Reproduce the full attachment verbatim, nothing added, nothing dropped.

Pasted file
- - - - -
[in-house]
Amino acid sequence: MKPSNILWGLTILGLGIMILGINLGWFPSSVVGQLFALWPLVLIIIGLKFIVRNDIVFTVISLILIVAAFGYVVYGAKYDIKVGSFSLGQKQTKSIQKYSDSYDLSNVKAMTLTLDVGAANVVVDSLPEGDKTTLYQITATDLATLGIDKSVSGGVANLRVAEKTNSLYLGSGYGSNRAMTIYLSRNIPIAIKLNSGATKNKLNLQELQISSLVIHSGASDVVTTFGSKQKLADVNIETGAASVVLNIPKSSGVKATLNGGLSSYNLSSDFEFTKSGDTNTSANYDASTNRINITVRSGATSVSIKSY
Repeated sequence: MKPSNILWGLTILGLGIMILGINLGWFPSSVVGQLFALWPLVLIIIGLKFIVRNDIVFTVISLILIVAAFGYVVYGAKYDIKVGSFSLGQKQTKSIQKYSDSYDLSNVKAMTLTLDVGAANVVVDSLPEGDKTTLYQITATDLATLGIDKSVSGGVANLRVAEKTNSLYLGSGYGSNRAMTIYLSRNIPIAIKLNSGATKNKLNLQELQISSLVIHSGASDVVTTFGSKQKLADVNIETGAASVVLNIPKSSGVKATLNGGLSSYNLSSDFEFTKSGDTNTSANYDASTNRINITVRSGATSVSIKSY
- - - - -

[in-house]
Amino acid sequence: MKPSNILWGLTILGLGIMILGINLGWFPSSVVGQLFALWPLVLIIIGLKFIVRNDIVFTVISLILIVAAFGYVVYGAKYDIKVGSFSLGQKQTKSIQKYSDSYDLSNVKAMTLTLDVGAANVVVDSLPEGDKTTLYQITATDLATLGIDKSVSGGVANLRVAEKTNSLYLGSGYGSNRAMTIYLSRNIPIAIKLNSGATKNKLNLQELQISSLVIHSGASDVVTTFGSKQKLADVNIETGAASVVLNIPKSSGVKATLNGGLSSYNLSSDFEFTKSGDTNTSANYDASTNRINITVRSGATSVSIKSY
Repeated sequence: MKPSNILWGLTILGLGIMILGINLGWFPSSVVGQLFALWPLVLIIIGLKFIVRNDIVFTVISLILIVAAFGYVVYGAKYDIKVGSFSLGQKQTKSIQKYSDSYDLSNVKAMTLTLDVGAANVVVDSLPEGDKTTLYQITATDLATLGIDKSVSGGVANLRVAEKTNSLYLGSGYGSNRAMTIYLSRNIPIAIKLNSGATKNKLNLQELQISSLVIHSGASDVVTTFGSKQKLADVNIETGAASVVLNIPKSSGVKATLNGGLSSYNLSSDFEFTKSGDTNTSANYDASTNRINITVRSGATSVSIKSY